What It’s Like To: Find Out You Have a Brain Tumor

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Photo credit: Mariah Tauger

 


K
elli Collins, a fitness instructor from Newport Beach, shifted her priorities after a terrifying diagnosis. This is her story:

I divide my life into pre-brain tumor and post-brain tumor.

In my pre-brain tumor life, I never went to the beach or walked on the pier—even though I lived right next to it. I was a workaholic. I was a pro ballet dancer at 14 and flew around the world while I was an all-star high school basketball player. (As an adult), I’d do a 12-hour makeup job at HBO studios in L.A., stop to help at a flower shop in Belmont Shore, then do the night shift as a server at Mutt Lynch’s bar in Newport Beach. Three years ago, I became an instructor at GritCycle in Costa Mesa. I taught mornings and nights and kept the books at another company.

Then in December 2017, my life changed. In Portland for the weekend, I suddenly felt slow and began forgetting things. I couldn’t remember what I ordered, what direction I just came from. I brushed my teeth with my right hand—and I’m left-handed. My brain was scrambled. I got lost at the airport and almost missed my flight.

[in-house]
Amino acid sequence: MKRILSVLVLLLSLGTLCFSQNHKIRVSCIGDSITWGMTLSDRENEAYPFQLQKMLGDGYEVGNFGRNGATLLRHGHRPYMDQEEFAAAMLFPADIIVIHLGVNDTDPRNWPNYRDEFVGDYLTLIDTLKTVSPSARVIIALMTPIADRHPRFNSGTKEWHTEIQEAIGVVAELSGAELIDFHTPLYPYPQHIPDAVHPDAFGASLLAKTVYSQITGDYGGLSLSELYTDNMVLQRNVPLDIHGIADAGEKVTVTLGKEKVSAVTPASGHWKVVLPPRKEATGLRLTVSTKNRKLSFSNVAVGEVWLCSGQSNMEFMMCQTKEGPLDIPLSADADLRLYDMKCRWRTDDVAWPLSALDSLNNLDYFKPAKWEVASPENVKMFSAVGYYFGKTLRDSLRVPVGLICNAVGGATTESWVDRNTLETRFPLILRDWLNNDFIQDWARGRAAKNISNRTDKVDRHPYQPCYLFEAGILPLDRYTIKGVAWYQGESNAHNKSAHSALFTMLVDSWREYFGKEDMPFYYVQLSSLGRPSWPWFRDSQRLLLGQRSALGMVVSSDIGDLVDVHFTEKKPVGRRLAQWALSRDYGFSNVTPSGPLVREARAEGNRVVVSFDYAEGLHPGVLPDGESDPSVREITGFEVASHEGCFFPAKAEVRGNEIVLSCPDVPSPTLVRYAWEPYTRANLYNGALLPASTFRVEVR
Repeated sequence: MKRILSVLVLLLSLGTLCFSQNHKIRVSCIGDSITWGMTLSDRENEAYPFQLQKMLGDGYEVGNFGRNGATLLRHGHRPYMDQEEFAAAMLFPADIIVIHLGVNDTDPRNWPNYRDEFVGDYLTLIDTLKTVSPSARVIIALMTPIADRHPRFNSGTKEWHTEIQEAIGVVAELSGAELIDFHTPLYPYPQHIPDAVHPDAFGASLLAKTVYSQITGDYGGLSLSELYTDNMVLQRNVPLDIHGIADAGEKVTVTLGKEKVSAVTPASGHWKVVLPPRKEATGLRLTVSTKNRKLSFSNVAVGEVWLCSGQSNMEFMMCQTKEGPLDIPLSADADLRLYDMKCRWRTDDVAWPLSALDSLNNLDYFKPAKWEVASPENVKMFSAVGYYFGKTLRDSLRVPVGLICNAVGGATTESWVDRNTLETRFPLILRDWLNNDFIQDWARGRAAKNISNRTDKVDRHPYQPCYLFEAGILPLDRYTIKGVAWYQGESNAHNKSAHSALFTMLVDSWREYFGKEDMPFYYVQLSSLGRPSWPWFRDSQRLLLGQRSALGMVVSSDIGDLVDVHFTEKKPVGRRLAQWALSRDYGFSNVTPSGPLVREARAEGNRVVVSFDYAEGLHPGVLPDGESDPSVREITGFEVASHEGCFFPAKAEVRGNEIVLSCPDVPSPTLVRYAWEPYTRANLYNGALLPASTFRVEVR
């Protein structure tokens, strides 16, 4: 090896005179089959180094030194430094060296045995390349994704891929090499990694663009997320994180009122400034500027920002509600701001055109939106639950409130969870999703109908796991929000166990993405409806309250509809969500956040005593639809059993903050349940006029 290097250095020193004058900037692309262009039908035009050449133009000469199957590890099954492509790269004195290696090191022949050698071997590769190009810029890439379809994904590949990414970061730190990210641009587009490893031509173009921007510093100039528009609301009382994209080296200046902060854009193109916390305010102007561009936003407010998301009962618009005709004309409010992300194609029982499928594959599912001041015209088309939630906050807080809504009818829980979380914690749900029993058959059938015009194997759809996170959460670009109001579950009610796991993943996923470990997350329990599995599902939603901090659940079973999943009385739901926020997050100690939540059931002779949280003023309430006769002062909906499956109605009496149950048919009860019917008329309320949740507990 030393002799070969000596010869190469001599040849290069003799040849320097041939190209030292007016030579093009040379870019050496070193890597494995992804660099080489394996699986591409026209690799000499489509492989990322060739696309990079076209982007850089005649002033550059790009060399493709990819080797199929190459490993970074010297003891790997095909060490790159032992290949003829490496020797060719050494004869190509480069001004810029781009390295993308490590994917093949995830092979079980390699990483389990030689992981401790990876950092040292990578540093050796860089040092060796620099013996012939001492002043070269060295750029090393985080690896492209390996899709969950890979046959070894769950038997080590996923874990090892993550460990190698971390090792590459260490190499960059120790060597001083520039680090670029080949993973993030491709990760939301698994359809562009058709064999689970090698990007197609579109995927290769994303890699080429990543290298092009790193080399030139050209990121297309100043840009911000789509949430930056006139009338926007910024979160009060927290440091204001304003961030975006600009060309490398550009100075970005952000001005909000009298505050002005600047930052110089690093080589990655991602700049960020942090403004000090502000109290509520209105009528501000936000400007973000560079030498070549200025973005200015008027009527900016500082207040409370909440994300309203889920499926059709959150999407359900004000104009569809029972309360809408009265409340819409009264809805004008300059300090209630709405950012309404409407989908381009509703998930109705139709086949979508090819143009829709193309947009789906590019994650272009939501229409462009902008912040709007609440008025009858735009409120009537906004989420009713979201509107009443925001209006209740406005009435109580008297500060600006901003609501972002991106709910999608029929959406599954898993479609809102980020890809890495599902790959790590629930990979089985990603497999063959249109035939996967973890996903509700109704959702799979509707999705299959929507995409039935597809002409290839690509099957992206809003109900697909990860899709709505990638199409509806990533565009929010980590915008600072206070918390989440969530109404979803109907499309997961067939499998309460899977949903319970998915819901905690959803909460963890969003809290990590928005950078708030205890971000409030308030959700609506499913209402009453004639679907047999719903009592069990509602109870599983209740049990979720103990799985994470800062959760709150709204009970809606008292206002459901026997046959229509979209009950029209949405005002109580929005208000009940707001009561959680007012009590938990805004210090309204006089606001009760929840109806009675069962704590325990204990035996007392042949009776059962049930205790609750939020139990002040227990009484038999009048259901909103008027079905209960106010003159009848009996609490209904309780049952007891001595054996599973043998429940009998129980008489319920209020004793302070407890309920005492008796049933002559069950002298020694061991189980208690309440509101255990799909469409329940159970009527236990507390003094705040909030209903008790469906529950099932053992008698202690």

I Ubered home, then got ready for my spin class. With one look, my friend Melissa, who I’d asked for a lift, said, “You are not teaching tonight. I’m taking you to the hospital.”

Checking in, I couldn’t say my name or give my address. I had lost control of an arm, spoke in a word salad. They put me in the ICU, thinking it was a stroke. But after a CT scan, the guys in white jackets came in—a heart doctor and a neurologist. “You need to call your family,” they said. “You have a tumor in your head the size of a golf ball.”

My brain surgery required nine days of prep. The tumor was benign but in a sensitive area for personality and memory. Chance of death was 60 percent, they said, with risk of paralysis. By the time they put in a porthole to suck it out, my tumor went from golf ball to tennis ball. But they got it all.

My recovery was way faster than normal—actually, kind of freaky. I was out of commission for just three months. I was even driving, although it was like sensory overload. My fitness and positive attitude definitely helped. I did yoga after a month in bed, then kept moving. In March, 300 people showed up for my “Welcome back” ride at GritCycle. A week later, I taught a class.

But mental healing is slower. Nearly a year later, I can’t read or add as fast. I used to have beautiful handwriting and don’t anymore. To work out my brain, I do crossword puzzles and number games.

My hardest assignment is sleeping 11 hours a day. That’s the only way your brain heals. Before, I never even slept eight hours. I’d get five max.

The tumor is the best and worst thing that’s ever happened to me. I took it as a sign I need to slow down. It gave me a new outlook: Live my life, not work my life.

I’d lived at the beach for 12 years but rarely touched sand or saw a sunset. Now I ride a bike, ignore my cellphone, and walk my dog to the pier and do meditation. Before, I’d feel guilty about these things.

Time is of the essence now. Who knows when a brain tumor or something else will come up in your life? I will live this second life as well as I possibly can.

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